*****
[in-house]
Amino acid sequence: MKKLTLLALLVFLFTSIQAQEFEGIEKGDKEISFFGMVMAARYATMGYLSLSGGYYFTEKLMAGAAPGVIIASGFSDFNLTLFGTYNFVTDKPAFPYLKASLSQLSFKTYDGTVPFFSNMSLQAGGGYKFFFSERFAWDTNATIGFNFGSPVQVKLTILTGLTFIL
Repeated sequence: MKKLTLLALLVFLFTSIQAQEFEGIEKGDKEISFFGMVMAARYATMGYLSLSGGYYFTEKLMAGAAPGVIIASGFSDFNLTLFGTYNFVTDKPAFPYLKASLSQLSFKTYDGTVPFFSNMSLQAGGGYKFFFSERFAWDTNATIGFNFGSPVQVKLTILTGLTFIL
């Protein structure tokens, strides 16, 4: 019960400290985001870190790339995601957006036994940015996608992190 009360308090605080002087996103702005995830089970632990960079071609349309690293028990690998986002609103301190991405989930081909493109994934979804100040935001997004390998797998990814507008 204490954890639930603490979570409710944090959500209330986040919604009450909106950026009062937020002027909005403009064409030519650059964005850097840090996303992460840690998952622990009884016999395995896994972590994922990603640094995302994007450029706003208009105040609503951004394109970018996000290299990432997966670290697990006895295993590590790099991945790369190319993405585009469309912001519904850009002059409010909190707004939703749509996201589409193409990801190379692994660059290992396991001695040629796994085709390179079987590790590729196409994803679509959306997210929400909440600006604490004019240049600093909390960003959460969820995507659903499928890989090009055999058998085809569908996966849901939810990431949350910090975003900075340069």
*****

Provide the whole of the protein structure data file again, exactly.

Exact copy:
[in-house]
Amino acid sequence: MKKLTLLALLVFLFTSIQAQEFEGIEKGDKEISFFGMVMAARYATMGYLSLSGGYYFTEKLMAGAAPGVIIASGFSDFNLTLFGTYNFVTDKPAFPYLKASLSQLSFKTYDGTVPFFSNMSLQAGGGYKFFFSERFAWDTNATIGFNFGSPVQVKLTILTGLTFIL
Repeated sequence: MKKLTLLALLVFLFTSIQAQEFEGIEKGDKEISFFGMVMAARYATMGYLSLSGGYYFTEKLMAGAAPGVIIASGFSDFNLTLFGTYNFVTDKPAFPYLKASLSQLSFKTYDGTVPFFSNMSLQAGGGYKFFFSERFAWDTNATIGFNFGSPVQVKLTILTGLTFIL
């Protein structure tokens, strides 16, 4: 019960400290985001870190790339995601957006036994940015996608992190 009360308090605080002087996103702005995830089970632990960079071609349309690293028990690998986002609103301190991405989930081909493109994934979804100040935001997004390998797998990814507008 204490954890639930603490979570409710944090959500209330986040919604009450909106950026009062937020002027909005403009064409030519650059964005850097840090996303992460840690998952622990009884016999395995896994972590994922990603640094995302994007450029706003208009105040609503951004394109970018996000290299990432997966670290697990006895295993590590790099991945790369190319993405585009469309912001519904850009002059409010909190707004939703749509996201589409193409990801190379692994660059290992396991001695040629796994085709390179079987590790590729196409994803679509959306997210929400909440600006604490004019240049600093909390960003959460969820995507659903499928890989090009055999058998085809569908996966849901939810990431949350910090975003900075340069």